Practices and GPs are being warned they are likely to face higher tax bills for 2023/24 as new government tax rules affecting businesses and the self-employed start to come into play.
HMRC is changing the way it calculates taxes from profits from April 2024, GP practices are being reminded by accountants, Mazars. But the impact of the move will be felt by surgeries and GPs much sooner.
This measure will move the time period that taxable profits are calculated to align with the standard tax year (April to March), rather than businesses’ own accounting year-end, which can be whatever date they choose.
Practices and GPs who currently do not run their accounting year in line with the tax year, (with a 31 March or 5 April accounting date), will face higher taxes for the 2023/24 tax year, as this will act as a ‘transition year’.
Dawn Laird, healthcare manager at accountants Mazars explained that for 2023/24, practices and GPs who use an accounting period different to the standard tax year will be taxed on more than 12 months of profit i.e. their usual accounting period plus the number of months to 5 April 2024.
So, for example, she said, if a practice makes a profit of £150,000 for its accounting year ending 30 September 2023, and a profit of £75,000 between 1 October 2023 and 5 April 2024, then it will be taxed on the combined profits of £225,000 for that transitional year.
However, under the reforms and to help with cashflow, the extra profit taxed, which is £75,000 in this example, is able to be spread over a five-year period. The higher payment for practices and GPs will be due in January 2025.
Mazars has warned though that because the ‘five-year spread’ applies to the additional profits not the additional tax incurred in 2023/2024 it could push some GPs into a higher tax rate band, or lead to a loss of personal allowance.
There is no requirement for practices or GPs to change their year-end date, Ms Laird says. However, she adds, that HMRC will still expect the additional tax for the 2023/24 year.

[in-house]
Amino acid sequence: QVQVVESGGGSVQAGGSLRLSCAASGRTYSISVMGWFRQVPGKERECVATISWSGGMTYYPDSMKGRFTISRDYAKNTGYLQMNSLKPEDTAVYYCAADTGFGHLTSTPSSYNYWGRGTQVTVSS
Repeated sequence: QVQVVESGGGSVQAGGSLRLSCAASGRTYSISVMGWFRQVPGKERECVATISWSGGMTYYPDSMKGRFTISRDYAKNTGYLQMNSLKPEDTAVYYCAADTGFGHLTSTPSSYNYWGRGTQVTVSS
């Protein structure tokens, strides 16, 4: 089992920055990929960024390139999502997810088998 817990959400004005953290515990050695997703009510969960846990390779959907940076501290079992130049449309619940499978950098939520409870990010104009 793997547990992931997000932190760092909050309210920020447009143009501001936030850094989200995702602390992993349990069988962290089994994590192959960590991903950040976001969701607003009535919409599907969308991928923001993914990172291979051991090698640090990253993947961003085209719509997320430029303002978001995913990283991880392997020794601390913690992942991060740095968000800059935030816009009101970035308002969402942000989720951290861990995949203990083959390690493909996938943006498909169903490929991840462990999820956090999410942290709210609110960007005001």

If a practice decides to retain its business year end as it is that could cost the practice more money because submissions for the standard tax year would still be required, Ms Laird warned. This will mean there are two submissions to HMRC each year: an estimated returns and then a final tax return.
‘This leads to greater work for the practice and the accountants and would therefore result in higher costs’, explained Ms Laird.
At the same time, practices that may want to change their accounting period to 31 March are being advised not to take any action until the new rules come into effect on 6 April 2024. Making the changes sooner means practices will be unlikely to be allowed to spread the additional tax liabilities, Ms Laird advised.
For now, she added, practices and GPs only need be aware that the change is coming and to plan for the extra tax bill.
‘Practices will not know what the additional tax figure is at the moment. But it’s important to think about having a plan and saving for that additional tax.’
HMRC has said that the changes it is making called ‘Basis Period reform’ aim to create ‘a simpler, fairer and more transparent set of rules for the allocation of trading income to tax years.’
Ms Laird agreed it will ‘make the whole process simpler,’. She added: ‘It also ties in with Making Tax Digital that will require quarterly updates when it comes into force.’
Key points to new tax rules affecting practices and GPs from April 2024:
- Profits made by GPs’ and practices’ taxable profit will be based on the standard tax year (March to April) rather than their own accounting periods.
- For 2023/24, a ‘transition year’, this will mean they are likely to have higher taxable income.
- There is no requirement on practices or GPs to change their year-end date to align with the tax year. However, not doing so may be a disadvantage.
- If a practice or GP does not change its accounting year, it will still be expected to pay the additional tax for the transition year, 2023/24.
- There is no gain in changing your accounting period before the new rule comes into place. Those that do this may not be able to benefit from the five-year spreading of the additional costs.
- The change will affect pensionable pay. Accountants Mazars has said it could result in additional pension contributions. It’s not known if ‘spreading’ of this cost will be allowed.
- A rise in pensionable pay for 2023/24 may, in turn, result in increased pension growth that could create an annual allowance issue for GPs. There is no further information from the government on this and whether there will be a compensatory scheme to alleviate the additional tax burden.
- Automatic relief for overlap profits created in earlier years will also be given in the 2023/24 tax year. So, partners may see a slight decrease in the extra amount they have to pay due to this overlap relief.